FOXBORO -- When the collective bargaining agreement between the NFL and NFLPA limited the number of padded practices that teams could organize, it was seen as a win for player safety. And it probably was. But the shortage of padded reps has had other ramifications that is hurting the on-the-field product. 

When Patriots coach Bill Belichick was asked about what is becoming billed as an offensive-line-play epidemic in the NFL, he told reporters on a conference call Wednesday that it's hard to expect linemen to be able to execute their techniques when the amount of time they have to practice those techniques is so limited.

"I just think in general, fundamentally it’s difficult to play on the offensive and defensive line," Belichick said. "You’re playing a contact position with pads, and you’re practicing it without pads the majority of the time. That usually develops a lot of bad habits, and a lot of the techniques that a player would have the chance to work on and improve with pads, that opportunity just isn’t there without pads. So, it’s hard to improve at those positions when, a lot of times, you’re practicing techniques that are really not the ideal technique or, in some cases, incorrect, and it just develops bad habits, especially on the offensive line.

"I think that . . . without being able to practice, favors the defensive players a little more, whereas the offensive unit has to work together and be able to block things at more of a game tempo with pads and penetration and combination blocks and things like that. It’s just hard to simulate those and hard to get the timing of those when you’re just standing up watching each other without pads on a lot."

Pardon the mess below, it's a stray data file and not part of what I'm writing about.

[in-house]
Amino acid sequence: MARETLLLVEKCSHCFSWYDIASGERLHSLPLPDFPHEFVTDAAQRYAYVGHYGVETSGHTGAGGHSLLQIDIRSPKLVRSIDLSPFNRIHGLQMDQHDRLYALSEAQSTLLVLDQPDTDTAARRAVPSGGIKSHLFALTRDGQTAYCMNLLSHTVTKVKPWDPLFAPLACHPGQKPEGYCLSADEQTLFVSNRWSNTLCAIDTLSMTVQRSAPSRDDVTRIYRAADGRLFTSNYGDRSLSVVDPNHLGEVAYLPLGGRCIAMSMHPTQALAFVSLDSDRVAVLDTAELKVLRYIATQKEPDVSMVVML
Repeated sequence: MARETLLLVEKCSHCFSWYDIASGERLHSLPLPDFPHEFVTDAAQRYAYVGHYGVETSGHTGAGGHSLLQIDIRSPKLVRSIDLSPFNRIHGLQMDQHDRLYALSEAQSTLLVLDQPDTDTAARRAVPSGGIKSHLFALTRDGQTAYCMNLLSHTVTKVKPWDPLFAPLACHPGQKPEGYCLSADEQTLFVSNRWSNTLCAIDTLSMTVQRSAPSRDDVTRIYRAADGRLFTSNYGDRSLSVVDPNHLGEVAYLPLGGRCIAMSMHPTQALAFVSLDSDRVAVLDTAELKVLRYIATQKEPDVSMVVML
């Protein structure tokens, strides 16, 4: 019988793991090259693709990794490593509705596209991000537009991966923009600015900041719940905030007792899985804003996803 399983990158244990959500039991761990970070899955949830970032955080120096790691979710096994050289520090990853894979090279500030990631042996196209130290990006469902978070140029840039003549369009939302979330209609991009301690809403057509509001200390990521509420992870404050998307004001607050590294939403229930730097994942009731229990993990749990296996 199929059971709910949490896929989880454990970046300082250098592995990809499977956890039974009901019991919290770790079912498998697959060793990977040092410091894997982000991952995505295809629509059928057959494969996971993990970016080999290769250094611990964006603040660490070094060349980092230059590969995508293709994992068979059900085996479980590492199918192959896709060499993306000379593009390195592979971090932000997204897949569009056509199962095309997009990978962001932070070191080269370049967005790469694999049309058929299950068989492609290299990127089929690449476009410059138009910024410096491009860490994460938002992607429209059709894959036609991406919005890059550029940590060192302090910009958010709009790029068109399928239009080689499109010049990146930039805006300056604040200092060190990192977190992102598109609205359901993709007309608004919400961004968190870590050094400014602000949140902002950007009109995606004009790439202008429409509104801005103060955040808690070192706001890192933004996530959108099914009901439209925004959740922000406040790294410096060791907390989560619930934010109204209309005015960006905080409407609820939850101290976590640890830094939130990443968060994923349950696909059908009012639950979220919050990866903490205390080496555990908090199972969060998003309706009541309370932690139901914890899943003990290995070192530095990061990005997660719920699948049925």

The Patriots are in pretty good shape. They have an offensive line unit that returned all five starters from last year's Super Bowl-winning squad. They have two experienced tackles. They have three athletic and intelligent interior offensive linemen. The results in 2017 haven't been perfect, but how many teams around the league would get on their hands and knees and beg for a group like the one in New England?

Take a look at Seattle, where one of the best quarterbacks in the game resides. According to Pro Football Focus, he has the third-worst offensive line in the league when it comes to pass protection, and in two games the Seahawks have scored 21 points. 

The worst pass-blockers in the league? They currently reside in Houston, where starting left tackle Duane Brown is still holding out for a new contract. 

There are multiple factors that are impacting line play in the NFL. Coaching could be one. College players coming into the league from spread programs with no pro-style offense experience could be another. 

But practice time is right up there near the top of the list, if not right at the top, according to Belichick.

"I mean, look, we’re all coaching under the same rules, but I think it’s harder, especially at that position, to improve when you really can’t practice your skill," Belichick said. "It’s like, you go out to the driving range and hit drives and hit balls, but you can’t go on the putting green. And then, to think that your putting is going to be at the same level as your driving when you can’t really practice it, it’s not really realistic.

"But, again, all teams are operating under the same set of rules, so it is what it is. But, it’s hard. It’s hard at that position. It’s hard to tell a guy, ‘This is what you should do,’ but he really can’t go out and practice it."